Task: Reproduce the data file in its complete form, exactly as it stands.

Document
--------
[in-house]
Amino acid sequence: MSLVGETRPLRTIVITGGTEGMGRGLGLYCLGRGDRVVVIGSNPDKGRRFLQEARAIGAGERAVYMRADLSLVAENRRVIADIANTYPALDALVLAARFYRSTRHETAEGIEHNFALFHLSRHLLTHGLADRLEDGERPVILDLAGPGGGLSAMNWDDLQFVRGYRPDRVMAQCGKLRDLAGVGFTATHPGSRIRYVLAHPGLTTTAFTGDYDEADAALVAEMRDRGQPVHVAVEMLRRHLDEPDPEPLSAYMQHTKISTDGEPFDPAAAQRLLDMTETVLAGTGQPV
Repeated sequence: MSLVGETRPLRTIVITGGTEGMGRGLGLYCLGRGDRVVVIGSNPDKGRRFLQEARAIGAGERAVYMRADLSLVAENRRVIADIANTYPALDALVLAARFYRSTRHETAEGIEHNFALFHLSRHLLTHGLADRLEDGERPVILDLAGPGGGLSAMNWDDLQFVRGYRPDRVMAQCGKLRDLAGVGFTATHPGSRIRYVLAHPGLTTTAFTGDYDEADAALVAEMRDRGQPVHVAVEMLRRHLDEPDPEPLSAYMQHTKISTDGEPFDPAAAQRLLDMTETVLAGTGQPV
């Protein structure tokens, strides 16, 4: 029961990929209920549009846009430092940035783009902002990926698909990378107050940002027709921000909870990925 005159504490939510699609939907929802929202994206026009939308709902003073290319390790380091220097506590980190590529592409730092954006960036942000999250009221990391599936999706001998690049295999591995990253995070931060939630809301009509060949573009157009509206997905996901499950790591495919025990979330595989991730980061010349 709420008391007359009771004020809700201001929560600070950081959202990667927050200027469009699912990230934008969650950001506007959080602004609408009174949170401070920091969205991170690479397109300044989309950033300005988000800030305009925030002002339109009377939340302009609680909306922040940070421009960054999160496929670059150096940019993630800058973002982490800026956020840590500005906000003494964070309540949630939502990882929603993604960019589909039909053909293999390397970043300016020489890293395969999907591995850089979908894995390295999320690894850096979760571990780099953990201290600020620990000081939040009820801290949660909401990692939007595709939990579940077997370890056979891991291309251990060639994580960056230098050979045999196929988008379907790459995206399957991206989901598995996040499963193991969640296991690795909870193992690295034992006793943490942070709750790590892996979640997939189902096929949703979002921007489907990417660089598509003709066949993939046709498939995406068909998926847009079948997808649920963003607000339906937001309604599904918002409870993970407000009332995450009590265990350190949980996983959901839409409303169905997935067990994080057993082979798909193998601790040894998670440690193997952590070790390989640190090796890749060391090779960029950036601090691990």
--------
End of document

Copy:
[in-house]
Amino acid sequence: MSLVGETRPLRTIVITGGTEGMGRGLGLYCLGRGDRVVVIGSNPDKGRRFLQEARAIGAGERAVYMRADLSLVAENRRVIADIANTYPALDALVLAARFYRSTRHETAEGIEHNFALFHLSRHLLTHGLADRLEDGERPVILDLAGPGGGLSAMNWDDLQFVRGYRPDRVMAQCGKLRDLAGVGFTATHPGSRIRYVLAHPGLTTTAFTGDYDEADAALVAEMRDRGQPVHVAVEMLRRHLDEPDPEPLSAYMQHTKISTDGEPFDPAAAQRLLDMTETVLAGTGQPV
Repeated sequence: MSLVGETRPLRTIVITGGTEGMGRGLGLYCLGRGDRVVVIGSNPDKGRRFLQEARAIGAGERAVYMRADLSLVAENRRVIADIANTYPALDALVLAARFYRSTRHETAEGIEHNFALFHLSRHLLTHGLADRLEDGERPVILDLAGPGGGLSAMNWDDLQFVRGYRPDRVMAQCGKLRDLAGVGFTATHPGSRIRYVLAHPGLTTTAFTGDYDEADAALVAEMRDRGQPVHVAVEMLRRHLDEPDPEPLSAYMQHTKISTDGEPFDPAAAQRLLDMTETVLAGTGQPV
């Protein structure tokens, strides 16, 4: 029961990929209920549009846009430092940035783009902002990926698909990378107050940002027709921000909870990925 005159504490939510699609939907929802929202994206026009939308709902003073290319390790380091220097506590980190590529592409730092954006960036942000999250009221990391599936999706001998690049295999591995990253995070931060939630809301009509060949573009157009509206997905996901499950790591495919025990979330595989991730980061010349 709420008391007359009771004020809700201001929560600070950081959202990667927050200027469009699912990230934008969650950001506007959080602004609408009174949170401070920091969205991170690479397109300044989309950033300005988000800030305009925030002002339109009377939340302009609680909306922040940070421009960054999160496929670059150096940019993630800058973002982490800026956020840590500005906000003494964070309540949630939502990882929603993604960019589909039909053909293999390397970043300016020489890293395969999907591995850089979908894995390295999320690894850096979760571990780099953990201290600020620990000081939040009820801290949660909401990692939007595709939990579940077997370890056979891991291309251990060639994580960056230098050979045999196929988008379907790459995206399957991206989901598995996040499963193991969640296991690795909870193992690295034992006793943490942070709750790590892996979640997939189902096929949703979002921007489907990417660089598509003709066949993939046709498939995406068909998926847009079948997808649920963003607000339906937001309604599904918002409870993970407000009332995450009590265990350190949980996983959901839409409303169905997935067990994080057993082979798909193998601790040894998670440690193997952590070790390989640190090796890749060391090779960029950036601090691990």